By Maxine Friedman
For The Diamondback
Two University of Maryland organizations working to improve social issues — ROOTS Africa and Chat Health — have won $5,000 each as part of this university’s Do Good Challenge.
The Do Good Institute within this university’s public policy school held its ninth annual award premiere virtually on April 29. ROOTS Africa won first place for the Project Track award, and Chat Health won first place for the Venture Track award.
ROOTS Africa introduced a pilot program to help students and their families adapt to the pandemic in a safe and efficient way.
The program provided a virtual bootcamp with an 18-hour curriculum for 60 students at three universities in Uganda and Liberia with seven extension agents. ROOTS Africa was able to subsidize the students’ internet costs and provide the students with a stipend to do work in their communities, said Jeremy Schmidt, the program manager.
Over the course of the COVID-19 pandemic, ROOTS Africa raised “$20,000 to support 1,000 families to stay home and safe during the pandemic, trained more than 400 farmers, and has five university chapters working in six villages and three high schools in Uganda and Liberia,” according to the Do Good website.
After three previous failed attempts to make it to the final round of the Do Good Challenge, Cedric Nwafor, the founder and executive director of the program and a nonprofit management graduate student, and Jeremy Schmidt, a public policy graduate student, said they made the sudden decision to apply one more time.
Little did they know, they would go on to win the entire challenge. After learning of their win, Schmidt said he called Nwafor, who was screaming with joy with his wife and baby.
Additionally, the Rugged Elegance Foundation appeared in a surprise video during the awards premiere telling ROOTS Africa they would match their $5,000 prize dollar for dollar, totaling their winnings to $10,000.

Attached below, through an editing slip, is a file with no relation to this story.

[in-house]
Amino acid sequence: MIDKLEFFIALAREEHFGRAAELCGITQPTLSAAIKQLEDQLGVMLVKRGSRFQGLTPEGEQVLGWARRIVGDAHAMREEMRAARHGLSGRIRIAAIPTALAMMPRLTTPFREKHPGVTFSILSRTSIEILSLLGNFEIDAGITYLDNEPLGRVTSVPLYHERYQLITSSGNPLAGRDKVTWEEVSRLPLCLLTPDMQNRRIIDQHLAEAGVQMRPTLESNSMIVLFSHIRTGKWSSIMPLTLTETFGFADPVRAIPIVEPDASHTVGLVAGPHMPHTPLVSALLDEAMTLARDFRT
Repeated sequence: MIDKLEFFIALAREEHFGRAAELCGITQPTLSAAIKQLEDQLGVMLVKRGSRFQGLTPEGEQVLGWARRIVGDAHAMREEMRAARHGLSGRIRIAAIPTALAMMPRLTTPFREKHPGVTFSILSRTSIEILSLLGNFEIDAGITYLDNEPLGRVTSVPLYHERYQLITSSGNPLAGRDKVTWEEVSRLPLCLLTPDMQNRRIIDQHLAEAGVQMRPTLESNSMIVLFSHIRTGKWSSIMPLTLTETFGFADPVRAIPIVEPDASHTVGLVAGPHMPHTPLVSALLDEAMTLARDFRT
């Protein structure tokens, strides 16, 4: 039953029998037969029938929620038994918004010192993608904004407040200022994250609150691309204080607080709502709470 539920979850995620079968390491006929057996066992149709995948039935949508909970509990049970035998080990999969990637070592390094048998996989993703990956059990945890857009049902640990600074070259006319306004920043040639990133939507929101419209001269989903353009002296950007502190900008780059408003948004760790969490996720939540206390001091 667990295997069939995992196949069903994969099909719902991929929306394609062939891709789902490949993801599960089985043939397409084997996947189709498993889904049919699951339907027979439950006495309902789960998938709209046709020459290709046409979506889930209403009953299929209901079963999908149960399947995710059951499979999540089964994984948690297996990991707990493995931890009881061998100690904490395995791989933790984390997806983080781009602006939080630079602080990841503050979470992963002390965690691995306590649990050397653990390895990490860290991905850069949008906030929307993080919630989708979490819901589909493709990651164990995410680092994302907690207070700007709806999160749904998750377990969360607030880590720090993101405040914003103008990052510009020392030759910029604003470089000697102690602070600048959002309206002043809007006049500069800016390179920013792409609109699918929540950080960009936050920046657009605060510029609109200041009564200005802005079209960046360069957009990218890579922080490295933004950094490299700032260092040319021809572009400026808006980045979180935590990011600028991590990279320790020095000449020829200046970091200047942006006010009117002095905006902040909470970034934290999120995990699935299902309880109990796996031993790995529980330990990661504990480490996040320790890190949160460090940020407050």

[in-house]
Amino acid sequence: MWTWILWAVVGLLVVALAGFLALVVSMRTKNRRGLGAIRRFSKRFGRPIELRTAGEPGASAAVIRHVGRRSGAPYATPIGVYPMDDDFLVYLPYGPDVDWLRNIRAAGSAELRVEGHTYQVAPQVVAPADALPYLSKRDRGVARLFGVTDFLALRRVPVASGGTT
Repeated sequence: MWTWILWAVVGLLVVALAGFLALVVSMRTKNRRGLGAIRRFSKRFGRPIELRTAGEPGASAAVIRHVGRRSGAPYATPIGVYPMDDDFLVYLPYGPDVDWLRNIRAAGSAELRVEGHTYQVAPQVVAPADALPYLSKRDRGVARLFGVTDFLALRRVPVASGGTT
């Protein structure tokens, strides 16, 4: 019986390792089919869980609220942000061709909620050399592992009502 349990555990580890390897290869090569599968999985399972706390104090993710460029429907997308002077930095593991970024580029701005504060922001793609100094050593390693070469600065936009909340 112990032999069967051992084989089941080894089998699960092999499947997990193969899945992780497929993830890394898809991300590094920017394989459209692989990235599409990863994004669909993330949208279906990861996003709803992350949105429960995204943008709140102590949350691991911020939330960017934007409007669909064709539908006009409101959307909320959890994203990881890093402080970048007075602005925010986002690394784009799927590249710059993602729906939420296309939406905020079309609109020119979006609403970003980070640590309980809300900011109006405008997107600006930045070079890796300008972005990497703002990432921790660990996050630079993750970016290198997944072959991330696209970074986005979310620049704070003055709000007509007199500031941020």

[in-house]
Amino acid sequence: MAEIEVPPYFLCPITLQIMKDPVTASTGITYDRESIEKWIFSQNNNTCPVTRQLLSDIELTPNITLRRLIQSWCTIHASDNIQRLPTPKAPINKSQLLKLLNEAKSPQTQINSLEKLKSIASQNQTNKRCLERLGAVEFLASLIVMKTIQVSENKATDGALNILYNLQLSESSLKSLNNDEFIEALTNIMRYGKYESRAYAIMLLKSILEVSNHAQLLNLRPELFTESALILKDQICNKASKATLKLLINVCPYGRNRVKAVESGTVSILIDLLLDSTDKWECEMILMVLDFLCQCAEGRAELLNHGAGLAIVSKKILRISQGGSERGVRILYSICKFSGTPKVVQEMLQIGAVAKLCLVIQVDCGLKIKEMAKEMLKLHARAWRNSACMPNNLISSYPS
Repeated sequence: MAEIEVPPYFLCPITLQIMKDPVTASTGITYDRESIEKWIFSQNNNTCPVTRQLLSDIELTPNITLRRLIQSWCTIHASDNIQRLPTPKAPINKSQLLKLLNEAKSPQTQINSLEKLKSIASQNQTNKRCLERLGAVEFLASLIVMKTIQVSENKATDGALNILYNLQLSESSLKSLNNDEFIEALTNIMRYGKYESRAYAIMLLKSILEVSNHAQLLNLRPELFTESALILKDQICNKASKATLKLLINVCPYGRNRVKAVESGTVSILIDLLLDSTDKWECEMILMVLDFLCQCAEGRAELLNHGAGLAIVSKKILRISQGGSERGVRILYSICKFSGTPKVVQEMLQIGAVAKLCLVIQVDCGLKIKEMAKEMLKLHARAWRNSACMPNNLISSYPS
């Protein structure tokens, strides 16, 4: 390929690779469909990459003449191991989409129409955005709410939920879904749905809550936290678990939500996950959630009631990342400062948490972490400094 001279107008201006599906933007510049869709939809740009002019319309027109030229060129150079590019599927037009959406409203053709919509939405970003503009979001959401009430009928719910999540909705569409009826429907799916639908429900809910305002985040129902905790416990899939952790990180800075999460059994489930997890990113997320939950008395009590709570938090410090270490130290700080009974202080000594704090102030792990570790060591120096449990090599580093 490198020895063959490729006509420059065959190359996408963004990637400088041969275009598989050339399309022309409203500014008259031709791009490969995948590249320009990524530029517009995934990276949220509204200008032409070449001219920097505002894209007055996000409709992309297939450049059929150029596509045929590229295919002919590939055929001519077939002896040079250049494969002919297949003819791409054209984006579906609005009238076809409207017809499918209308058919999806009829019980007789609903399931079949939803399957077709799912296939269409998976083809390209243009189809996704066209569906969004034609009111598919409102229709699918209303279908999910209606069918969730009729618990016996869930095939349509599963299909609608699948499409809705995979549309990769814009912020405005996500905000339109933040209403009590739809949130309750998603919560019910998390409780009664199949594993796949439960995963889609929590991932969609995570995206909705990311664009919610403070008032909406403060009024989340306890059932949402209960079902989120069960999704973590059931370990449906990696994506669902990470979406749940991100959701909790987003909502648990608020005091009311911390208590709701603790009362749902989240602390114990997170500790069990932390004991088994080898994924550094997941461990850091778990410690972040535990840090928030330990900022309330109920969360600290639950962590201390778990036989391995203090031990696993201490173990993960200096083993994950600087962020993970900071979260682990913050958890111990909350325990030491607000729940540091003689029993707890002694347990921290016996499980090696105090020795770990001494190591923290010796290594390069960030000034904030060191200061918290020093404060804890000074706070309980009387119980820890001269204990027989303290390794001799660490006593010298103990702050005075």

“Winning the Do Good Challenge allows us to scale that impact. It allows us to continue to provide that program, modify it, tweak it a little bit, and offer it to more students at universities in Africa,” Schmidt said.
Nwafor said being able to give back to the community through the ROOTS Africa project has given him drive and purpose.
“You need to have something that contributes to society, that contributes to individuals, and being a part of some of the organizations on campus like ROOTS Africa gives you that space to be able to do good,” Nwafor said. “This is a recipe for happiness.”
Chat Health, a not-for-profit organization that aims to provide students with accurate health and COVID-19 information via AI chat bots and other mobile technologies, won first place on the Venture Track.
“The goal of the venture is to increase accessibility of health information and connections to health resources for college students that are living on campuses,” said Veeraj Shah, a senior biological sciences and individual studies major and the CEO of Chat Health.
Chat Health is also working toward expanding its venture to other universities around the country in a “chapter-based model,” Shah said.
Shah emphasized the importance of making sure health services are easily accessible and understandable for college students.
“The idea is that really poor health literacy and misconceptions about where to get health resources and how to access health resources is a real problem on college campuses, especially now, both during COVID and in a post-COVID environment,” he said.
Chat Health was launched in March 2020 and has been through constant revision, Shah said.
Now, with the funding of the Do Good Challenge, the Chat Health team will expand their current SMS technology to a broader mobile app with new features such as a Q&A chat bot, a personalized health dashboard and an event promotion page.
“Getting first place was just such a validation of our team’s work,” Shah said. “We were all with each other, and it was like the happiest thing ever.”